A typical addback statute provides an exception when the related member is subject to tax on net income in that state, another state, or a foreign government with a comprehensive tax treaty with the United States.  Where the R&D subsidiary pays tax on net income in another state—such as the commercial domicile of the R&D subsidiary—the statute would appear on its face to provide an exception, an issue of statutory construction subject to judicial review.  The post-apportionment theory is a product of a tortured reading of the statute.

Constitutional Information

There are potentially multiple constitutional infirmities with an addback statute, a comprehensive analysis of which is not appropriate for this post, but which can be viewed in a companion White Paper. Among them are:

  1. Internal Consistency and Foreign Commerce.  The Virginia addback statute does not provide an exception for taxes paid in a foreign county that does not have a comprehensive U.S. tax treaty.  Virginia can no more discriminate against foreign commerce than it can against interstate commerce.  Japan Lines, Ltd. v. Los Angeles, 441 U.S. 434 (1979).
  2. Fair Apportionment—External Consistency Test.  In the above example, the combined income of the parent and the R&D subsidiary is $300, but Virginia computes the parent’s separate taxable income to be $398.  This result would flunk any fair apportionment test.
  3. Fair Apportionment—Income From States That Do Not Impose A Tax Measured By Net Income Or Capital.  The Virginia addback statute treats activities and income in states without a tax measured by net income or capital as activities and income located in states with such taxes.  Activities and income in states such as Washington, Nevada, Wyoming, South Dakota and possibly Ohio and Texas are not activities and income in Virginia.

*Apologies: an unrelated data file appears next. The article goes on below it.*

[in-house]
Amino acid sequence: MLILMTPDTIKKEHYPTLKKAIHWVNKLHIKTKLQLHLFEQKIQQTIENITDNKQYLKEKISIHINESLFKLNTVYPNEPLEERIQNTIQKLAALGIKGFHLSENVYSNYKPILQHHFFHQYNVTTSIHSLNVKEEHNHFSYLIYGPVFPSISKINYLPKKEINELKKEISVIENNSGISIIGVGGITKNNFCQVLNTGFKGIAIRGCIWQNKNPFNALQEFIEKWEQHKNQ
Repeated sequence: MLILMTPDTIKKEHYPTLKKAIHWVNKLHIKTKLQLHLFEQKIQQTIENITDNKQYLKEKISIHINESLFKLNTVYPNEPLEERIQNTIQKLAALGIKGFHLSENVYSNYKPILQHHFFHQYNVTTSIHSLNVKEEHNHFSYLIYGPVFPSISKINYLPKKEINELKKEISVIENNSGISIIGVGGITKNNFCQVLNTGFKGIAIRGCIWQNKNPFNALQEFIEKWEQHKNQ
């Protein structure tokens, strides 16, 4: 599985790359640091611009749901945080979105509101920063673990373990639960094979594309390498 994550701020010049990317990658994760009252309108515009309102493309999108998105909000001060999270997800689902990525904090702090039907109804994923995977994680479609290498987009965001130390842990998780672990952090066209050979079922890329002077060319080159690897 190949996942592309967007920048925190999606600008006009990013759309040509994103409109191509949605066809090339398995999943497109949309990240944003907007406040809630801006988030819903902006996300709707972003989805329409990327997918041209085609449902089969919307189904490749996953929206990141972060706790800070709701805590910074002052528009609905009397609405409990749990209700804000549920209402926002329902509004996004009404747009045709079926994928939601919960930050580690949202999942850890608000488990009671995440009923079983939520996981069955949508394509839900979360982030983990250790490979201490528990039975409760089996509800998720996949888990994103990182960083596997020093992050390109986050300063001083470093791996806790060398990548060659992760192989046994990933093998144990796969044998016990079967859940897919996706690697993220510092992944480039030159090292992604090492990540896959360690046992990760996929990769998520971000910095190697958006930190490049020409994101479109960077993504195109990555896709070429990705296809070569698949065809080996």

4. Discrimination Against Interstate Commerce.  Perhaps the most invidious discrimination in the example is the failure to provide an exception for the income that the R&D subsidiary reports to a state such as California that embraces the unitary tax principle.  An exception is provided for income reported to states that require separate returns, but no exception is provided for income reported to states that require the determination of business income earned in the state by using the mechanics of a combined report.  The R&D subsidiary is required to file an income tax return in California and pay a tax on its California income.  Combined report mechanics are used to determine the R&D subsidiary’s California unitary, or business, income.  That redetermined business income could be greater than or less than the R&D subsidiary’s separately stated business income.  To that business income the R&D subsidiary adds its California nonbusiness income or loss, takes into account its own separate net operating loss (NOL) carryover and reduces its California tax by its own individual tax credits.  There is simply no rational justification for the Virginia practice of granting a reduction from addback where a R&D subsidiary is taxable in a separate return state, while denying the reduction where a R&D subsidiary is taxable in a combined return state.